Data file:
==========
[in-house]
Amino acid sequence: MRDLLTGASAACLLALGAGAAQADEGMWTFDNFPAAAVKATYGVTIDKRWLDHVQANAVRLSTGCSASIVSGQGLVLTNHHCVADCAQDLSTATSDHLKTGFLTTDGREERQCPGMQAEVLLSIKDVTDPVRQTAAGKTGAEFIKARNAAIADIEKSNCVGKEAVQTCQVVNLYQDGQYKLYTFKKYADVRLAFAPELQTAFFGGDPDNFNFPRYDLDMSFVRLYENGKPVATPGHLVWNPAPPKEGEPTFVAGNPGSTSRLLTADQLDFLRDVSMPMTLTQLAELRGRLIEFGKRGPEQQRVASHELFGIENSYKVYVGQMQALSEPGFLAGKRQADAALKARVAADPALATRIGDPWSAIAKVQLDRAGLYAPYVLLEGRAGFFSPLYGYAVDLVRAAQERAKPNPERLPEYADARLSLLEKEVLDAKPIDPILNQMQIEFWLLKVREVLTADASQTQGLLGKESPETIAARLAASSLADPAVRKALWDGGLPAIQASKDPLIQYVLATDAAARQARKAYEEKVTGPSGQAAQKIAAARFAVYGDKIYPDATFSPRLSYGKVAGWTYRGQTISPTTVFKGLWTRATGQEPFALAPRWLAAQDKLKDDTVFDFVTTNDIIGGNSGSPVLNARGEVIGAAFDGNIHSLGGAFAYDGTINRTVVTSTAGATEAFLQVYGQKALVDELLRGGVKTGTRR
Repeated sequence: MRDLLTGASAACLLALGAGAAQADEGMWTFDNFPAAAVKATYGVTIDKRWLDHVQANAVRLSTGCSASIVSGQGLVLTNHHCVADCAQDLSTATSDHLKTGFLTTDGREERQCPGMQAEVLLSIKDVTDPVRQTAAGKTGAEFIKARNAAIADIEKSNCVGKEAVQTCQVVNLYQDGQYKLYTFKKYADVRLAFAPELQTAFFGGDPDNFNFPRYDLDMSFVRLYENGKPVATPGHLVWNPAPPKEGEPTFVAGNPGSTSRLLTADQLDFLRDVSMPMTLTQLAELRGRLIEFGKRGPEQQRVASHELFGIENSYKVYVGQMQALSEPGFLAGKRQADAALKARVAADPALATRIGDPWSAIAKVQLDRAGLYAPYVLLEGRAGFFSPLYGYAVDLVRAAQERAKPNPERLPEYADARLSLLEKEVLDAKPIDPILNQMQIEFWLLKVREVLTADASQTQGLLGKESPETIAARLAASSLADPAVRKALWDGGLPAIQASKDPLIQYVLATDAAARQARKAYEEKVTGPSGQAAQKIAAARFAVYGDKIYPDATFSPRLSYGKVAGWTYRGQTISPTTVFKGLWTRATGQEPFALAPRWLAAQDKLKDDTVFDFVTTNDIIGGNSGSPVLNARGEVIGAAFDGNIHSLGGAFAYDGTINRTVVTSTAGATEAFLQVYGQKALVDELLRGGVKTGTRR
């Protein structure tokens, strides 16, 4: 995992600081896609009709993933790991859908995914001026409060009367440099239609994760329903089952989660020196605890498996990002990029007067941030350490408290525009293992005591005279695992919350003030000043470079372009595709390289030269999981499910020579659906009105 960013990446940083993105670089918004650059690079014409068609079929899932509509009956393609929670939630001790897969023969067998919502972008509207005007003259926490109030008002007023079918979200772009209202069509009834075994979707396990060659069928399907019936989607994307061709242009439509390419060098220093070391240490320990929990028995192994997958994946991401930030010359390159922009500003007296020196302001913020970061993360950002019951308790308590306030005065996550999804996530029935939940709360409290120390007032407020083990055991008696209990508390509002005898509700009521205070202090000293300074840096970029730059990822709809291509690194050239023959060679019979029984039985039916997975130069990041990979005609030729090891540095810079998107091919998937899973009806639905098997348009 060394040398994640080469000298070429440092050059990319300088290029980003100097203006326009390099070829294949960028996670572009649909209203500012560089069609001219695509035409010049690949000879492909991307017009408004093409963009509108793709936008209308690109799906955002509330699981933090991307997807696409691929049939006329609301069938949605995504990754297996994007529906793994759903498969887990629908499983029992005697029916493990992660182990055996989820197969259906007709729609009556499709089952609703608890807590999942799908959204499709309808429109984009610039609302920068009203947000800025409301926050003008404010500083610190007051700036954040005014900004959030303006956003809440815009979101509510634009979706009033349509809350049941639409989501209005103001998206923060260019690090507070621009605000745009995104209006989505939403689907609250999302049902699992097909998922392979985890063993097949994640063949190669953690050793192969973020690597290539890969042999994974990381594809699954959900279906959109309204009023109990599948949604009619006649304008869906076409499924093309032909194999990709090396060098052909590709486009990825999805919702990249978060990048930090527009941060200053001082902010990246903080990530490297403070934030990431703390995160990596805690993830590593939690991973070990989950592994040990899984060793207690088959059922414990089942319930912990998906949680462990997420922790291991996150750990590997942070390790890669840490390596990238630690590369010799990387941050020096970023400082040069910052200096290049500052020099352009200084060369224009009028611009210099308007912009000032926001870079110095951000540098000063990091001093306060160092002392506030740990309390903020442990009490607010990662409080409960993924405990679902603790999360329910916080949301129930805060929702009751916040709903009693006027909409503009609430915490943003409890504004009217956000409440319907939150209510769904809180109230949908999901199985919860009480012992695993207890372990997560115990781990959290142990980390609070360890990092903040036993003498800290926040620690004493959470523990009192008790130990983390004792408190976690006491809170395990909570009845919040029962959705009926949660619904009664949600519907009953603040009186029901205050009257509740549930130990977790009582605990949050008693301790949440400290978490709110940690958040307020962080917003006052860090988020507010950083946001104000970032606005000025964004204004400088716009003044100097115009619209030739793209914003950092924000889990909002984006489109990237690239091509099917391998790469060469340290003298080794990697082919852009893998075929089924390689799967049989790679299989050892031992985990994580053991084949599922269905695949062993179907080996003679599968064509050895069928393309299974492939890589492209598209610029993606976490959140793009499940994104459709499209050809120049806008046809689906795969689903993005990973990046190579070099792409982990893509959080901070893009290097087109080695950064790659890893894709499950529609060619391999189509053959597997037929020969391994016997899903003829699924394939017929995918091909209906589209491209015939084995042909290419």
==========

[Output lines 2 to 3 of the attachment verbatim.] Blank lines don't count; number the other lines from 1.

Amino acid sequence: MRDLLTGASAACLLALGAGAAQADEGMWTFDNFPAAAVKATYGVTIDKRWLDHVQANAVRLSTGCSASIVSGQGLVLTNHHCVADCAQDLSTATSDHLKTGFLTTDGREERQCPGMQAEVLLSIKDVTDPVRQTAAGKTGAEFIKARNAAIADIEKSNCVGKEAVQTCQVVNLYQDGQYKLYTFKKYADVRLAFAPELQTAFFGGDPDNFNFPRYDLDMSFVRLYENGKPVATPGHLVWNPAPPKEGEPTFVAGNPGSTSRLLTADQLDFLRDVSMPMTLTQLAELRGRLIEFGKRGPEQQRVASHELFGIENSYKVYVGQMQALSEPGFLAGKRQADAALKARVAADPALATRIGDPWSAIAKVQLDRAGLYAPYVLLEGRAGFFSPLYGYAVDLVRAAQERAKPNPERLPEYADARLSLLEKEVLDAKPIDPILNQMQIEFWLLKVREVLTADASQTQGLLGKESPETIAARLAASSLADPAVRKALWDGGLPAIQASKDPLIQYVLATDAAARQARKAYEEKVTGPSGQAAQKIAAARFAVYGDKIYPDATFSPRLSYGKVAGWTYRGQTISPTTVFKGLWTRATGQEPFALAPRWLAAQDKLKDDTVFDFVTTNDIIGGNSGSPVLNARGEVIGAAFDGNIHSLGGAFAYDGTINRTVVTSTAGATEAFLQVYGQKALVDELLRGGVKTGTRR
Repeated sequence: MRDLLTGASAACLLALGAGAAQADEGMWTFDNFPAAAVKATYGVTIDKRWLDHVQANAVRLSTGCSASIVSGQGLVLTNHHCVADCAQDLSTATSDHLKTGFLTTDGREERQCPGMQAEVLLSIKDVTDPVRQTAAGKTGAEFIKARNAAIADIEKSNCVGKEAVQTCQVVNLYQDGQYKLYTFKKYADVRLAFAPELQTAFFGGDPDNFNFPRYDLDMSFVRLYENGKPVATPGHLVWNPAPPKEGEPTFVAGNPGSTSRLLTADQLDFLRDVSMPMTLTQLAELRGRLIEFGKRGPEQQRVASHELFGIENSYKVYVGQMQALSEPGFLAGKRQADAALKARVAADPALATRIGDPWSAIAKVQLDRAGLYAPYVLLEGRAGFFSPLYGYAVDLVRAAQERAKPNPERLPEYADARLSLLEKEVLDAKPIDPILNQMQIEFWLLKVREVLTADASQTQGLLGKESPETIAARLAASSLADPAVRKALWDGGLPAIQASKDPLIQYVLATDAAARQARKAYEEKVTGPSGQAAQKIAAARFAVYGDKIYPDATFSPRLSYGKVAGWTYRGQTISPTTVFKGLWTRATGQEPFALAPRWLAAQDKLKDDTVFDFVTTNDIIGGNSGSPVLNARGEVIGAAFDGNIHSLGGAFAYDGTINRTVVTSTAGATEAFLQVYGQKALVDELLRGGVKTGTRR